This year I'm going to refocus on my blog. I plan on writing at least one blog post a month for the rest of the year, but this month has been busy, so I owe you one. My first couple of posts will be about developing APIs and websites using roads and koa. If you would like to skip the wait and see it in action check out roads-starter for a working example.

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This took me way to long to figure out.

  1. In the S3 interface, click the magnifying glass icon to the left of your bucket.
  2. Click the "Edit CORS Configuration" button. It should be right next to "Add Bucket Policy"
  3. You should already have a CORS XML file in here, if not mine looked like this :

    <?xml version="1.0" encoding="UTF-8"?>
    <CORSConfiguration xmlns="http://s3.amazonaws.com/doc/2006-03-01/">

    This CORS header allows all websites to perform GET requests against this resource.

  4. To reference the file, you must use the url structure [bucket].s3.amazonaws.com/[object]
  5. If using an img tag, it must contain the attribute crossorigin="anonymous". Read more here: https://developer.mozilla.org/en-US/docs/Web/HTML/Element/img#attr-crossorigin

Check out MDN for more information about CORS headers.

I have just implemented the new url routing structure into Roads. Lets start with the example :

routes : {
  'users' : {
    controller : 'user',
    view : 'many',
    routes : {
      '#id' : 'one',
      'auth' : 'auth'
  'me' : {
    controller : 'user',
    view : 'one'

Each key is a "URl Part". I define a URL Part here as one value in the array resulted from url.split('/');

The value for each URL Part defines the necessary information to render the url (eg "users" = "/users"). I use a standard controller/view structure for my code so you can see those keys here. Additional data (like templates, pre/post execution code, etc) could be defined here.

The "routes" key within each value defines child routes. The keys can be literals (eg "auth") or variables (eg "#id"). Variable types are defined by the first character, # means only numbers, $ means any string value that does not contain the character "/". The value of each child route can be defined identically to the parent route.

Child route values have one additional feature, they inherit any missing values from their parents. Not only are object keys inherited, but I have added an additional shortcut. Since views are likely to be the only thing that ever changes, you can forgo the objects entirely and have a route point directly to the view string (eg {"#id" : "one"} tells /users/#id to load the view "one" from within the controller "user").

So lets unwrap the gist from above so you can see what a traditional router would look like.

  route : /\/users/
  controller : 'user',
  view : 'many'
  route : /\/users/(d+)/,
  controller : 'user',
  view : 'one',
  matches : ['id']
  route : /\/users/auth/,
  controller : 'user',
  view : 'auth'
  route : /\/me/,
  controller : 'user',
  view : 'one'

In these traditional routes, you have tons of duplication, and have to iterate over every single route to find your match.

In Road's router, you have much less typing and can skip many routes. If a route does not match the url, there's no reason to check that route's children.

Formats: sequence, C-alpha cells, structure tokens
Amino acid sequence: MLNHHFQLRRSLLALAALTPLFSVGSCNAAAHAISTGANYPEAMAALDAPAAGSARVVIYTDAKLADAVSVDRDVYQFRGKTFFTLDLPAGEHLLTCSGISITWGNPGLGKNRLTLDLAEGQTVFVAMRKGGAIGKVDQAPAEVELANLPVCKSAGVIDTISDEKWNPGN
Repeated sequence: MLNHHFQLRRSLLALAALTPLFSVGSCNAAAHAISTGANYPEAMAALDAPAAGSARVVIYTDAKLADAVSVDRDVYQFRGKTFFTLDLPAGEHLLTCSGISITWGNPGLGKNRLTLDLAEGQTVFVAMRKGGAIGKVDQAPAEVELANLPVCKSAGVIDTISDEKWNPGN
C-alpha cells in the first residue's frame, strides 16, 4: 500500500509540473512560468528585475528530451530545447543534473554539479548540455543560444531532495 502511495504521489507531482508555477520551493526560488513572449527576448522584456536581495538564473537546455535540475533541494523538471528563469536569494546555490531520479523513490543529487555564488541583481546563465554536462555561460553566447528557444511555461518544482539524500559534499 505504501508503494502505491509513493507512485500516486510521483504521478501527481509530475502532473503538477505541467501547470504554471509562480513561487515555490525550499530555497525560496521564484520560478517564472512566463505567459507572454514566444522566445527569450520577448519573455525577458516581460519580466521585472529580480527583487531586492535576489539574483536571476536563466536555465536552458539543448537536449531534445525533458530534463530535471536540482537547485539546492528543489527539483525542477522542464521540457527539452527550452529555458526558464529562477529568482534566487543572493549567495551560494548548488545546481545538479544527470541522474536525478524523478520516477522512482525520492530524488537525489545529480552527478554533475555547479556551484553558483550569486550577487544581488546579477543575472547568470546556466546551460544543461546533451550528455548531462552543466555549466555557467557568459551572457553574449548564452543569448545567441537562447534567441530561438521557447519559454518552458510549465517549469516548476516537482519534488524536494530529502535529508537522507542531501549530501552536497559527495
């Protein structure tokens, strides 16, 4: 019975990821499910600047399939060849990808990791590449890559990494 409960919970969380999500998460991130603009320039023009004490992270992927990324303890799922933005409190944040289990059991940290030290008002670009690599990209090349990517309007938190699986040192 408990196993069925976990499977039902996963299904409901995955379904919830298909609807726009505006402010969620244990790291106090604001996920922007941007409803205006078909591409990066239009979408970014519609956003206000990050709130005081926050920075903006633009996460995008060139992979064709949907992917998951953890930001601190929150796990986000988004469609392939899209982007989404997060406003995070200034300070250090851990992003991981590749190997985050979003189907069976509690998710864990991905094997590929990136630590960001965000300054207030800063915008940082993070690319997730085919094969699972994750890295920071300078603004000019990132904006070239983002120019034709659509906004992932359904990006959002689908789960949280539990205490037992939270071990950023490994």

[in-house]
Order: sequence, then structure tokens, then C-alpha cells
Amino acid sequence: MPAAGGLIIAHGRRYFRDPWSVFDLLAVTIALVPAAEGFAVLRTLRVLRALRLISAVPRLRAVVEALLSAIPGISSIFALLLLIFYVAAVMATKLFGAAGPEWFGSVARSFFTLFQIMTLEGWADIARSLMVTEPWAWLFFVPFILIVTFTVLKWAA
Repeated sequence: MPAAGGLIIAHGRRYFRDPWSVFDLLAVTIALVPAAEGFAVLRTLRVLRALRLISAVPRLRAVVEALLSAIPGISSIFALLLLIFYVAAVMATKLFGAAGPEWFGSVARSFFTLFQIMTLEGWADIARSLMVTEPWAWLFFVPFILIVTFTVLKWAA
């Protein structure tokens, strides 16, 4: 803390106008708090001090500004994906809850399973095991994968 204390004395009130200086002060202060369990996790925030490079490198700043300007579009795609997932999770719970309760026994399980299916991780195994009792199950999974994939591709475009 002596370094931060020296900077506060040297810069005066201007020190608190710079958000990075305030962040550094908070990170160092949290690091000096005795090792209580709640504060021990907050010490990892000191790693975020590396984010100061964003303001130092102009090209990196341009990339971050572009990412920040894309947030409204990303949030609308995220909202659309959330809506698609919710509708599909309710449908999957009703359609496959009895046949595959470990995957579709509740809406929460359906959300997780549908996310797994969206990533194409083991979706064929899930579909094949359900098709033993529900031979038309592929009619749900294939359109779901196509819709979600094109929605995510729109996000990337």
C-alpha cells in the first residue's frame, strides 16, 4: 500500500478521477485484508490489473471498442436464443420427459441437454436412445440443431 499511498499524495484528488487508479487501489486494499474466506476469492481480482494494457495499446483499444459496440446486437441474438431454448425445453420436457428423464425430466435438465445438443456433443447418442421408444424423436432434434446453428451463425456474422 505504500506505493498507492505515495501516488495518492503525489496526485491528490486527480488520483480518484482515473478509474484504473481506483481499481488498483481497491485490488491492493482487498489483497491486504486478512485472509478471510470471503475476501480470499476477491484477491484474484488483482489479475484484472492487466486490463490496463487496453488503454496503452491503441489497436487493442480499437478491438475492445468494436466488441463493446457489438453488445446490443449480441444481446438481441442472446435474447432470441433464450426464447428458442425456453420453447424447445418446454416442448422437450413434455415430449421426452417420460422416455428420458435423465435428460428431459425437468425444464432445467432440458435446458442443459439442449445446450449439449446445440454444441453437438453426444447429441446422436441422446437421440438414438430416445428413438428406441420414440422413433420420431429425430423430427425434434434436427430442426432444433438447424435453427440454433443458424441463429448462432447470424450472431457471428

In the end, this feels much more powerful and much less tedious. I think it will make routes more enjoyable to write.

Yesterday I launched Bifocals.js, a node library for handling http responses.

It was my first big launch, and I learned a ton from it. Before I go into that, lets show some numbers.

  • Peaked at # 9 on Hacker News
  • 7,077 Page Views
  • 6,202 Unique Visitors
  • 56% United States
  • 70% Chrome
  • 48% Mac
  • 87% from news.ycombinator.com
  • Avg. Visit Duration: 00:00:17

That visit duration is abysmal. Clearly the docs need to be improved.

I received the best discussion via Facebook, and then Hacker News. No one initially knew what the hell my library did. So I wrote up a new description, which will be added to the docs later.

Bifocals makes it incredibly easy to split your web page up into little tiny chunks. It might not be immediately obvious why this is useful, but it becomes slightly more clear with an understanding of the javascript event queue.

Any time an http request hits the server, it puts your callback into a queue. Node processes this queue in order. Every time you handle a callback for an http request, a database request, any socket or i/o in general, it uses this queue. Additionally, process.nextTick will add functions onto this queue.

If each of your callbacks operate quicker, it should allow improve the request time across your application. Each time a callback completes it releases control to another callback. With mix of pages that render at different speeds, faster requests should get out of the way while longer requests are still handling i/o.

Bifocals not only allows your view functions to be smaller, but it allows them to operate out of order. All of your views can start performing IO at the same time, and no matter which one finishes first bifocals will render the final output accurately.

When all of these techniques are put together, theoretically it should create a faster overall page speed across the entire site. (I hope to have real stats soon)

If you don’t need these benefits, bifocals offers two additional nice features.

  • It abstracts away template rendering to a simple workflow, and allows you to use any core render system you want.
  • It provides easy access to http status codes, and the strange http standard associated with them.

Hopefully this is a little more clear. Thanks to everyone who had comments, I have some cool new features coming soon.